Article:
In the perpetual debate over legal accountability of, and prosecution if necessary, of private military and security contractors one often sees the arguments reduced to two simplistic arguments.
PMSC opponents argue the contractors argue in a legal vacuum and with utter impunity. This is, of course, as anyone who has even done the most cursory reading on the subject knows, is utter nonsense. . . .
Well then, in that case let’s take a look at a journal article published this past spring. In an article "Cowboys in the Middle East: Private Security Companies and the Imperfect Reach of the United States Criminal Justice System" in the quarterly journal Connections Christopher M. Kovach, who serves as a Captain in the United States Air Force Judge Advocate General’s Corps, notes the limitations of the revised MEJA.
A baritone horn player assigned to Marine Barracks Washington is the subject of an Article 32 investigation in connection with online photos and videos that allegedly show him having sex with other men.
An 82nd Airborne Division soldier charged in a sexual assault on Fort Bragg last December asked a military judge on Monday to move his trial.
Army Spc. Aaron Michael Pernell, 23, is charged with two counts each of rape and burglary and one count each of attempted rape, assault consummated by battery and housebreaking. His court-martial is scheduled to begin the week of Sept. 27.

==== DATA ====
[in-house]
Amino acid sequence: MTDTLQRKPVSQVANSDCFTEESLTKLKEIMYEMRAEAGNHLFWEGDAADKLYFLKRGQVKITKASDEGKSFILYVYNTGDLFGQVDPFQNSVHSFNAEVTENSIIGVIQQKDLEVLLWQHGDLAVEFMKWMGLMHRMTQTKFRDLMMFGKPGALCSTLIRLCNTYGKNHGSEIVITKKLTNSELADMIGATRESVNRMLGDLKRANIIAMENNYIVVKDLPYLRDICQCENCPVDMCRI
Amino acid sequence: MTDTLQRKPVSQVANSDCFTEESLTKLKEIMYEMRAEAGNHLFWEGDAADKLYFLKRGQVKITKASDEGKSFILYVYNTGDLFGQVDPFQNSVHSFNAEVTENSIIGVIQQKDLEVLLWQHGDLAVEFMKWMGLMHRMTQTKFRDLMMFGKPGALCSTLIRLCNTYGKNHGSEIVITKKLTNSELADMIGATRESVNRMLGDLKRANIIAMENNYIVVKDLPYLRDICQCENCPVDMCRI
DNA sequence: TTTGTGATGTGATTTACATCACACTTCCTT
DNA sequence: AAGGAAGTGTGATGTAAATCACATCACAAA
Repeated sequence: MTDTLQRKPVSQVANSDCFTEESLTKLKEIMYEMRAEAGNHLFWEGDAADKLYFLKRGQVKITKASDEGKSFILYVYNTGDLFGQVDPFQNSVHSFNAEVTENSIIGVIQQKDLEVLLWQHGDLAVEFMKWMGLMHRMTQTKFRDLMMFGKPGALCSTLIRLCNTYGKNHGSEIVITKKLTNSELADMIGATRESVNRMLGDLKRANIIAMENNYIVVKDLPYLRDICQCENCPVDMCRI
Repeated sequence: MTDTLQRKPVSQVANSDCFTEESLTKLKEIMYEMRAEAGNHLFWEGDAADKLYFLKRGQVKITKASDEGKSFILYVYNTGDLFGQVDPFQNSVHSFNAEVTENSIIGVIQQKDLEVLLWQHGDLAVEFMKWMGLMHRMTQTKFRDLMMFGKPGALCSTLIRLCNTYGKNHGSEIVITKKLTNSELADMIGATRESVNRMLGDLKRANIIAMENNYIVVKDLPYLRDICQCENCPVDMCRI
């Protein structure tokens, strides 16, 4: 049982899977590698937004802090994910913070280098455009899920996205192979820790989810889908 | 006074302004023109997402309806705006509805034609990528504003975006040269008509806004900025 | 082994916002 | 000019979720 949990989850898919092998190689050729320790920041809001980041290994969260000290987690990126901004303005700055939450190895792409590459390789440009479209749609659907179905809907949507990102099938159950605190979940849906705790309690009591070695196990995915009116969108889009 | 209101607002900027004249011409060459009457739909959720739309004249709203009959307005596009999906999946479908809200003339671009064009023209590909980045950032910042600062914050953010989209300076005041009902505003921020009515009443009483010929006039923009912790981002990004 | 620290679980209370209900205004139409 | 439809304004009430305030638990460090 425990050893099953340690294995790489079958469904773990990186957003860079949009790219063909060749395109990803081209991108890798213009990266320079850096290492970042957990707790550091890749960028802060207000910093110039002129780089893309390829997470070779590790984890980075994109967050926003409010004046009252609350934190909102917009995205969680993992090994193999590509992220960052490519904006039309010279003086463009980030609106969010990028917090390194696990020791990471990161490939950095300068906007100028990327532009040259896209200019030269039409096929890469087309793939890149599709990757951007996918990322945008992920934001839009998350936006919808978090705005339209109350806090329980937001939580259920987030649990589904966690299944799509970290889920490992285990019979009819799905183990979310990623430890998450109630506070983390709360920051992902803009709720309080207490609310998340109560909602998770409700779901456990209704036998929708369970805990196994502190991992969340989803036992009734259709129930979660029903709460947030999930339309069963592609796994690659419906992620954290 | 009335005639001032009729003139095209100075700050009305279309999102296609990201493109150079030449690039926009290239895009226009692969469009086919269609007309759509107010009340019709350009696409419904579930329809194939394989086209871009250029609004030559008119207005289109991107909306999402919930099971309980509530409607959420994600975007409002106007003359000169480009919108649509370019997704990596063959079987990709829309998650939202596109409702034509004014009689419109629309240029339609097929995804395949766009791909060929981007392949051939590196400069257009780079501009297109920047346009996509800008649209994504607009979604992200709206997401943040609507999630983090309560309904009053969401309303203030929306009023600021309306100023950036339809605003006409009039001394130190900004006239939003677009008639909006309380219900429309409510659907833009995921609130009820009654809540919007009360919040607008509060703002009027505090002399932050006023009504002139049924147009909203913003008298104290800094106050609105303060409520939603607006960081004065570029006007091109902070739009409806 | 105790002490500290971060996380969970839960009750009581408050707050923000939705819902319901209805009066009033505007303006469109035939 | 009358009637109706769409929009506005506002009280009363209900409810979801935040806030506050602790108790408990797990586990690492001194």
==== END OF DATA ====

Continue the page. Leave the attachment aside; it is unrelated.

Pernell’s military lawyers asked that the trial be moved because of Fayetteville’s relatively close-knit community and the intense media coverage surrounding sex assaults in the area.
The commanding officer of the amphibious assault ship Peleliu was relieved of command Sunday even as his ship helped with the humanitarian mission in flood-stricken Pakistan, after an investigation found he had been “unduly familiar” with crew members, the Navy announced. The relief will not stop Peleliu’s contributions to the flood relief efforts, a spokesman said.
The supervisor of a former Camp Lejeune Marine accused of killing his pregnant colleague testified Friday that ex-Marine Cesar Laurean was one of the best troops of his rank he has ever led. . . .
Larsen said he did not know Lauterbach well. But her reputation in the unit was “that she’s not truthful all the time,” Larsen said.
This case got quite a bit of noteriety when it happened.
Laurean [the accused] was kicked out of the Marines after fleeing hours before investigators found Lauterbach’s body on Jan. 12, 2008. Born in Guadalajara, Mexico, Laurean was arrested in western Mexico in April 2008 after an international manhunt. Prosecutors agreed not to seek the death penalty so Mexico would return Laurean to the U.S.
Lauterbach accused Laurean in May 2007 of raping her and fathering her unborn baby. She later told a military prosecutor that Laurean couldn’t be the father based on a medical examination and recalculated conception date. A DNA test showed Laurean was not the father.
The apparent motive for the murder is anger at being falsely accused of rape and the associated stresses of being a rape suspect for many months. So why post, other than Dick McNeil a Code 45 alumnus is the defense counsel.